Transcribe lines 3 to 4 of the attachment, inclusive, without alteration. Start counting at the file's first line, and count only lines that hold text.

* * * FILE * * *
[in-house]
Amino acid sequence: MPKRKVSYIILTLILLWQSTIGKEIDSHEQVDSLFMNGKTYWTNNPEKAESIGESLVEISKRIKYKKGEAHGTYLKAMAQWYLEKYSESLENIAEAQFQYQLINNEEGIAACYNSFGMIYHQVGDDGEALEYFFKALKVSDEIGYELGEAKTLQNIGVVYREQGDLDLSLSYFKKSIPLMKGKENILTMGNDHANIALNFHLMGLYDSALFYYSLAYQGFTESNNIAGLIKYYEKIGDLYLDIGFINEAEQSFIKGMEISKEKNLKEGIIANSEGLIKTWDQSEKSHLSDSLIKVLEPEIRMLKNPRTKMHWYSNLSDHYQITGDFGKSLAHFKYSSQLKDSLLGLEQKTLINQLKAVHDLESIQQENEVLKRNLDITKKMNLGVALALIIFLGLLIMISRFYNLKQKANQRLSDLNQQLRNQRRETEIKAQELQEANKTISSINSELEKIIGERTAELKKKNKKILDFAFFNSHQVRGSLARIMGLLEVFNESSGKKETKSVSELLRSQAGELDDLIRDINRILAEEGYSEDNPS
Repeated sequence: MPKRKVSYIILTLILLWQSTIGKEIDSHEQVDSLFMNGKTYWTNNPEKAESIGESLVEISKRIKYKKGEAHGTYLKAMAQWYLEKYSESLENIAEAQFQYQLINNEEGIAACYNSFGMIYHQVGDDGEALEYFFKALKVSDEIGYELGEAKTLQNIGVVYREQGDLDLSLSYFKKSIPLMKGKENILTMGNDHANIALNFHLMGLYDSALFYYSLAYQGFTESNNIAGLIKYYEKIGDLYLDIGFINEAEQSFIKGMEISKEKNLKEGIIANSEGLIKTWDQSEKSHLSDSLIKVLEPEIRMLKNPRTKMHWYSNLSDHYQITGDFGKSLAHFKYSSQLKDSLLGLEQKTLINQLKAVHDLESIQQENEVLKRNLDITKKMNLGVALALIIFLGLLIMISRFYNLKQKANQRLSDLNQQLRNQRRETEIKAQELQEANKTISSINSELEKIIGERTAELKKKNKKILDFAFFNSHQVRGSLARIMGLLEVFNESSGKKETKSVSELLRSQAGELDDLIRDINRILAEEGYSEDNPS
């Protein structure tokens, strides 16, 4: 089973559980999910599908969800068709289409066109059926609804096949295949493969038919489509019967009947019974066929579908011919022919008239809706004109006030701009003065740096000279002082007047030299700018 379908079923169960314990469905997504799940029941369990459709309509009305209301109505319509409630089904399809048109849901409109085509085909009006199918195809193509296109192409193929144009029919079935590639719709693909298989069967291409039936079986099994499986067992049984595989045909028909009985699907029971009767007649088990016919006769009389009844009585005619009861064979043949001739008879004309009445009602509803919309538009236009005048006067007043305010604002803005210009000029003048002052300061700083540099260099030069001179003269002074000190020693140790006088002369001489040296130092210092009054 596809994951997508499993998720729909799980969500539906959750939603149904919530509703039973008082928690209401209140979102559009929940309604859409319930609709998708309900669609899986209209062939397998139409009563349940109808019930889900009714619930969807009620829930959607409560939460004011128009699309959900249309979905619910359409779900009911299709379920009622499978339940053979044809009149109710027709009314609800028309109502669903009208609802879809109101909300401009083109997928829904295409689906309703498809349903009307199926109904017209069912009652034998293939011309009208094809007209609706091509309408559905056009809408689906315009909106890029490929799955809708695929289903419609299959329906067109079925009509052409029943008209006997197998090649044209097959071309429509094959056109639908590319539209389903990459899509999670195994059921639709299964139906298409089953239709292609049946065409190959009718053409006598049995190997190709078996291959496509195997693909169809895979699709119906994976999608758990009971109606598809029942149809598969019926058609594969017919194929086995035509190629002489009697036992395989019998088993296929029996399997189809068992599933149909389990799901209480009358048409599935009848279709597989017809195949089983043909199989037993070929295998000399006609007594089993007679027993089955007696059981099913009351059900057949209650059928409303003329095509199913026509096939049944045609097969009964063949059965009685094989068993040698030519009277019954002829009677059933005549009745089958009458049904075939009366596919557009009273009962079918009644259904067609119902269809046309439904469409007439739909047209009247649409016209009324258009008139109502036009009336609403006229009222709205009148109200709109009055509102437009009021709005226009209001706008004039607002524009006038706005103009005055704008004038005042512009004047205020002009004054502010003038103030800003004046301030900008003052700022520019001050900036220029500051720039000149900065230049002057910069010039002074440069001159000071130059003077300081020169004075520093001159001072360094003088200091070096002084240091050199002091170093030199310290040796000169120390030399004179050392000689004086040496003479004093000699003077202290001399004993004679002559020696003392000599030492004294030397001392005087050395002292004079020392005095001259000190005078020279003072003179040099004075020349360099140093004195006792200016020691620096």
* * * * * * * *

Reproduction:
Repeated sequence: MPKRKVSYIILTLILLWQSTIGKEIDSHEQVDSLFMNGKTYWTNNPEKAESIGESLVEISKRIKYKKGEAHGTYLKAMAQWYLEKYSESLENIAEAQFQYQLINNEEGIAACYNSFGMIYHQVGDDGEALEYFFKALKVSDEIGYELGEAKTLQNIGVVYREQGDLDLSLSYFKKSIPLMKGKENILTMGNDHANIALNFHLMGLYDSALFYYSLAYQGFTESNNIAGLIKYYEKIGDLYLDIGFINEAEQSFIKGMEISKEKNLKEGIIANSEGLIKTWDQSEKSHLSDSLIKVLEPEIRMLKNPRTKMHWYSNLSDHYQITGDFGKSLAHFKYSSQLKDSLLGLEQKTLINQLKAVHDLESIQQENEVLKRNLDITKKMNLGVALALIIFLGLLIMISRFYNLKQKANQRLSDLNQQLRNQRRETEIKAQELQEANKTISSINSELEKIIGERTAELKKKNKKILDFAFFNSHQVRGSLARIMGLLEVFNESSGKKETKSVSELLRSQAGELDDLIRDINRILAEEGYSEDNPS
């Protein structure tokens, strides 16, 4: 089973559980999910599908969800068709289409066109059926609804096949295949493969038919489509019967009947019974066929579908011919022919008239809706004109006030701009003065740096000279002082007047030299700018 379908079923169960314990469905997504799940029941369990459709309509009305209301109505319509409630089904399809048109849901409109085509085909009006199918195809193509296109192409193929144009029919079935590639719709693909298989069967291409039936079986099994499986067992049984595989045909028909009985699907029971009767007649088990016919006769009389009844009585005619009861064979043949001739008879004309009445009602509803919309538009236009005048006067007043305010604002803005210009000029003048002052300061700083540099260099030069001179003269002074000190020693140790006088002369001489040296130092210092009054 596809994951997508499993998720729909799980969500539906959750939603149904919530509703039973008082928690209401209140979102559009929940309604859409319930609709998708309900669609899986209209062939397998139409009563349940109808019930889900009714619930969807009620829930959607409560939460004011128009699309959900249309979905619910359409779900009911299709379920009622499978339940053979044809009149109710027709009314609800028309109502669903009208609802879809109101909300401009083109997928829904295409689906309703498809349903009307199926109904017209069912009652034998293939011309009208094809007209609706091509309408559905056009809408689906315009909106890029490929799955809708695929289903419609299959329906067109079925009509052409029943008209006997197998090649044209097959071309429509094959056109639908590319539209389903990459899509999670195994059921639709299964139906298409089953239709292609049946065409190959009718053409006598049995190997190709078996291959496509195997693909169809895979699709119906994976999608758990009971109606598809029942149809598969019926058609594969017919194929086995035509190629002489009697036992395989019998088993296929029996399997189809068992599933149909389990799901209480009358048409599935009848279709597989017809195949089983043909199989037993070929295998000399006609007594089993007679027993089955007696059981099913009351059900057949209650059928409303003329095509199913026509096939049944045609097969009964063949059965009685094989068993040698030519009277019954002829009677059933005549009745089958009458049904075939009366596919557009009273009962079918009644259904067609119902269809046309439904469409007439739909047209009247649409016209009324258009008139109502036009009336609403006229009222709205009148109200709109009055509102437009009021709005226009209001706008004039607002524009006038706005103009005055704008004038005042512009004047205020002009004054502010003038103030800003004046301030900008003052700022520019001050900036220029500051720039000149900065230049002057910069010039002074440069001159000071130059003077300081020169004075520093001159001072360094003088200091070096002084240091050199002091170093030199310290040796000169120390030399004179050392000689004086040496003479004093000699003077202290001399004993004679002559020696003392000599030492004294030397001392005087050395002292004079020392005095001259000190005078020279003072003179040099004075020349360099140093004195006792200016020691620096």